Annals of Emergency Dispatch & Response Logo

AEDR 2016 Vol. 4 Issue 2

Welcome Message from the Editor-In-Chief

Isabel Gardett, PhD

Aug 28, 2016|AEDR 2016 Vol. 4 Issue 2|Editor's Message

At first glance, the pieces in this issue of AEDR may not seem to have much in common. A statistician’s notes on the challenges of Big Data? A discussion of vehicles trapped in rising floodwaters? A review of the words and phrases that most often signal stroke? What could all of these things possibly have to do with one another? In terms of topic, not much; but in the bigger picture, these pieces have something much more important in common. They signal a sea change in dispatch research, a shift from a narrow focus on one or two critical incident types (mostly medical, mostly cardiac arrest-related) to

Read more

Communication Factors Associated with Stroke Identification During Emergency Calls: A Systematic Review

Elaine Schneiker, GradDip, Stephen Ball, PhD, GradDip (GIS), BSc, Teresa Williams, PhD, Kay O'Halloran, PhD, Judith Finn, PhD, MEdSt, GradDipPH, BSc, DipAppSc, RN, RM, ICCert, FACN, FAHA

Aug 28, 2016|AEDR 2016 Vol. 4 Issue 2|Original Research

The first opportunity for prompt identification of a stroke in the prehospital environment often occurs when people telephone for emergency medical services. A better understanding of how callers and dispatchers communicate during emergency calls may assist dispatcher identification of stroke. To conduct a systematic review of the literature to determine communication factors associated with the identification of stroke during emergency calls. Six databases were searched (CINAHL, Cochrane, Embase, Informit, MEDLINE and PsychInfo). To meet...

Read more

Characterization of Hospital-Confirmed Stroke Evidence for Callers Who Were Unable to Complete Stroke Test Requests from the Emergency Medical Dispatcher

Christopher Olola, PhD, Greg Scott, MBA, EMD-QI, Isabel Gardett, PhD, Jeff J. Clawson, MD

Aug 28, 2016|AEDR 2016 Vol. 4 Issue 2|Original Research

The findings of a recent study suggest that a patient's inability to complete all three tasks in a stroke identification tool used by Emergency Medical Dispatchers (EMDs) is a uniquely strong predictor of stroke. To examine the characteristics of the 17 cases in which the patient was unable to complete all three tasks in the Stroke Diagnostic Tool (SDxT). The retrospective descriptive study utilized stroke data from three sources in Salt Lake County, Utah, USA—Emergency Medical Dispatch, emergency medical services (EMS), and receiving hospitals—for...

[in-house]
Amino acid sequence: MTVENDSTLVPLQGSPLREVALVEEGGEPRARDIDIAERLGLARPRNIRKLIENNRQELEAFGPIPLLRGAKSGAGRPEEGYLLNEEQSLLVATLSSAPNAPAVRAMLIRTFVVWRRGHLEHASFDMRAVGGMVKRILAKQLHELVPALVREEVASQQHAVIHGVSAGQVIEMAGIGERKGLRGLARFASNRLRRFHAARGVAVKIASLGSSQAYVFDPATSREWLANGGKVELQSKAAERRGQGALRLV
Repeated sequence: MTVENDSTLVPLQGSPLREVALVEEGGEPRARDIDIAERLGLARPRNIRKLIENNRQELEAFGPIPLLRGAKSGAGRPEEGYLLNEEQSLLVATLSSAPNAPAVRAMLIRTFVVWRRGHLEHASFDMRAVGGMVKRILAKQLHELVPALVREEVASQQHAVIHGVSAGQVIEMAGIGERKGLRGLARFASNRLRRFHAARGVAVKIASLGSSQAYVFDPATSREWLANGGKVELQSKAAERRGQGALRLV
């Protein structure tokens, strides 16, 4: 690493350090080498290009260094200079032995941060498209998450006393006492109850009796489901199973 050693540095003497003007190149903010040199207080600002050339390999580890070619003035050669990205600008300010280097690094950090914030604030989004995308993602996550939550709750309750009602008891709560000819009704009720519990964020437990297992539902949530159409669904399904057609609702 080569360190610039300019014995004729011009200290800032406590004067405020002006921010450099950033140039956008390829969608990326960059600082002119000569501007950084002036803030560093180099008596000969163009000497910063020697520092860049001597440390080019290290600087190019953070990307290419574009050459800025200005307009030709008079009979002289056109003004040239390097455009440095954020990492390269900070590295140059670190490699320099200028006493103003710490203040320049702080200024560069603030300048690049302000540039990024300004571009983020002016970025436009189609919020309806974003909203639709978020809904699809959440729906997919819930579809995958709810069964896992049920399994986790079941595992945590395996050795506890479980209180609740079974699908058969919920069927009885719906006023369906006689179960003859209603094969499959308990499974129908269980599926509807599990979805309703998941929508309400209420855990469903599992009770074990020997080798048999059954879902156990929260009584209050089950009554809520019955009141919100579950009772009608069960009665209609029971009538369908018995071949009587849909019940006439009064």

Read more

The Evidence Base for a New "Vehicle in Floodwater" Emergency Dispatch Protocol

Gordon G. Giesbrecht, PhD

Aug 27, 2016|AEDR 2016 Vol. 4 Issue 2|Concept Papers

Every year 350–400 people die in submersed vehicles in North America, with these deaths accounting for up to 10% of all drownings. Vehicle submersion has the highest fatality rate of any type of single vehicle accident. In the past, emergency dispatch protocols for sinking vehicles either have been non-existent or were ineffective to deal with this rapidly deteriorating situation, in which a vehicle can fill with water and sink completely (if the water is deep enough), because with this type of incident, emergency response times are usually much longer than the period...

Read more

Challenges in Utilization of Statistical Analysis Software in Emergency Dispatch Data Analysis and Advances in Data and Technologies

Sashidhar R. Yerram, MS

Aug 27, 2016|AEDR 2016 Vol. 4 Issue 2|Perspectives

Emergency dispatch and emergency medical services (EMS) data keeps increasing every day—in quality, volume, and dimensionality. An Emergency Medical Dispatcher (EMD) at an emergency communication center is the primary link between the public caller requesting emergency medical assistance and EMS. Data collection starts when the EMD receives the call and ends when the patient is either treated on scene or admitted to the hospital. The data collected is mostly structured data containing both text and numerical data types. Data generated from emergency dispatch is very valuable...

Read more

9-1-1 State Your Emergencia: An Analysis of Participant Interaction in 9-1-1 Emergency Calls from Spanish Speakers